WILL NIGERIA’S YOUTH UPTURN ELECTORAL OUTCOMES?

By Elor Nkereuwem

Nigeria’s teaming young population is expected to play a key role in the outcome of the 2023 presidential elections. The youth population makes up over 60 percent of Nigeria’s 200 million persons. Although persons between the ages of 18 and 35 have historically made up a larger percentage of Nigeria’s voter distribution, they have also typically exhibited a high indifference to voting. This time around, multiple factors converge to change expectations about the voting behavior of young Nigerians, including a galvanized youth population following popular protests against police brutality in 2020 and the emergence of a charismatic and relatively young presidential candidate Peter Obi, running under the banner of a fringe Labour Party. 

According to the Independent National Electoral Commission (INEC), young people make up the largest voting bloc, with about 40 percent of Nigeria’s voter distribution. The youngest voting block is closely followed by persons aged 35 – 49, who make up 36 percent of the voter distribution in this cycle. 

WHERE THINGS STAND:

Is This an Aftermath of The EndSARS Protests?

Popular opinion on social media, and on the ground, indicate retained anger and frustrations which were amplified during the 2020 anti-police brutality protests across Nigeria. The mass mobilization, particularly on social media, for Mr. Obi, bears similar trends to the popular protests, which led to major economic disruptions and lives lost when young Nigerians across the country took to the streets to advocate fairer treatment from Nigeria’s law enforcement agencies. 

The OBIDIENT movement reflects some of the sentiments expressed by the youth during the protests. Many highlight the poor security and other socio-economic factors, including unemployment, as major reasons for supporting Mr. Obi’s candidacy. Many advocates during the #EndSARS protests have led the organic social media mobilization for the LP’s Obi, leading to a widespread show of support across all the geo-political regions of the country. Election day outcomes will highlight the significance of this organic youth movement.  

Higher Voter Registration

Over 93 million Nigerians are registered to vote in today’s elections. This constitutes an 11-percentage increase from the last election cycle in 2019. Anecdotal evidence points to a youth-heavy composition of the influx of new registrants.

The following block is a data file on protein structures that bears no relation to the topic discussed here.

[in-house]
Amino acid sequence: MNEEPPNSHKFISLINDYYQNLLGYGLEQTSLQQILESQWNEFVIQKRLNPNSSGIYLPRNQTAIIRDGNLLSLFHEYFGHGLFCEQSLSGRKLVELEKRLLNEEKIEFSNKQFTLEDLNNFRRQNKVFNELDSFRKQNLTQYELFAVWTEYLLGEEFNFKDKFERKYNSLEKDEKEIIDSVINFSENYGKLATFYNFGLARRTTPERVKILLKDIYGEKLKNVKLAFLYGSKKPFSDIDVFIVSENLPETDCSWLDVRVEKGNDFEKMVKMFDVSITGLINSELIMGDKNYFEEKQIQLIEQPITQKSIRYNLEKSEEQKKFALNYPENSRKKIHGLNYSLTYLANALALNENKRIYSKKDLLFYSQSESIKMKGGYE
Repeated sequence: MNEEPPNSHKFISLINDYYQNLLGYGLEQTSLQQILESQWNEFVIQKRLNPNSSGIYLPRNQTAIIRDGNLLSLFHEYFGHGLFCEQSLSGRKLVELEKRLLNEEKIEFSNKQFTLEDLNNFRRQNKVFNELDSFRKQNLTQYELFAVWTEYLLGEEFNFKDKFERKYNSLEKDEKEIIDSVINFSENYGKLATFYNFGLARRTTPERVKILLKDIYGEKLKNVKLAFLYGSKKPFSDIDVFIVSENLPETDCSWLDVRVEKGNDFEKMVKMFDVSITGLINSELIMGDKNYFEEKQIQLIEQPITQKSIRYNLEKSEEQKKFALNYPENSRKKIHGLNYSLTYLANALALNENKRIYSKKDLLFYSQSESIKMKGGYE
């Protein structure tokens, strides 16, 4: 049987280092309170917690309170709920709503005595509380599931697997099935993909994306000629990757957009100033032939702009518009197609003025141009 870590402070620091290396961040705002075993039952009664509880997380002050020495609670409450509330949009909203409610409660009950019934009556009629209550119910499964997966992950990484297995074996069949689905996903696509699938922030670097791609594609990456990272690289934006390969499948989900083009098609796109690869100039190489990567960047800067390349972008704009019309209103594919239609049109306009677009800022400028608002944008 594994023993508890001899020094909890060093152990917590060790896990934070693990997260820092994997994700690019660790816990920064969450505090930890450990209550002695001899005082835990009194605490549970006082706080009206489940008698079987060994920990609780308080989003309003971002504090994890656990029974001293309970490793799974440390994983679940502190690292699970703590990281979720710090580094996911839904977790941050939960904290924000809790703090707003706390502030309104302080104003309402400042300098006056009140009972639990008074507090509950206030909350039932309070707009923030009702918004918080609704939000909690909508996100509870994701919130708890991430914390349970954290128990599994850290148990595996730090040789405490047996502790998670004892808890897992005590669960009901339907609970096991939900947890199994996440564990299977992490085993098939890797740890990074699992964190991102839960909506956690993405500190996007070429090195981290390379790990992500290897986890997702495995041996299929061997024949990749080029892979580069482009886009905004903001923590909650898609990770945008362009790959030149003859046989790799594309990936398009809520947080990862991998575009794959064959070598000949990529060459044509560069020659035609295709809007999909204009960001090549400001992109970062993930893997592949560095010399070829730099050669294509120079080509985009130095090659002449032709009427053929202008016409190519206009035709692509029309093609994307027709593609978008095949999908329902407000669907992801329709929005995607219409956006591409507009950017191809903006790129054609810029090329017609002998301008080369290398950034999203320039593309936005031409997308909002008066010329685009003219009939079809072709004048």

Many young people say they feel a connection to the LP candidate, who has upturned Nigeria’s de facto two-party structure. Since the return to democracy in 1999, only two parties have dominated national politics: the ruling All Progressives Congress (APC) and the main opposition Peoples Democratic Party (PDP). This year, LP has become a major contender.  Mr. Obi defected from the PDP shortly before the party’s primary elections last year. His association with LP has significantly boosted the party’s stature, with many young voters aligning with the party. Although many young persons remain uninterested in the state elections, some have indicated that they will vote LP down the ballot in today’s national elections, including the presidency, senate, and federal house of representatives.

Lower Voter Apathy?

Election day results will confirm whether this registration uptick will affect Nigeria’s voter apathy, which has been on the rise since 2003. Voter turnout increased slightly in 2003 from 52 percent in 1999 to 69 percent in 2003. Since then, the turnout of registered voters has seen a steady decline, an indicator of indifference to electoral outcomes or the electoral process. 

Another indicator of voter apathy is the collection of voter cards or Permanent Voters Cards (PVCs), which are a requirement for voting during elections. Registration to vote does not automatically allow voters to vote. Since their introduction in 2015, PVC collection rose slightly by 5 percentage points to 87 percent in 2019 but has increased significantly in this cycle to 93 percent, a further indicator of interest in the elections. Nonetheless, election day turnout has not often reflected the commitment to voting, given the historically poor turnout. 

Candidacy Across the Country has Low Youth Representation

Only 29 per cent of about 15,300 candidates across the entire country are young people, with a higher proportion of candidates running for office in state assembly elections. Yet the 61-year-old Obi is being hailed as a ‘youth candidate,’ given the relative age difference between the LP candidate and his APC and PDP competitors, aged 70 and 76, respectively. Multiple rounds of unconfirmed health challenges have trailed the APC and PDP candidates throughout the election cycle.  Whereas young people’s candidate representation appears higher in state elections, especially the state house of assembly, it is not clear that the teaming crowd in today’s national elections will show up two weeks from today to vote in the state elections.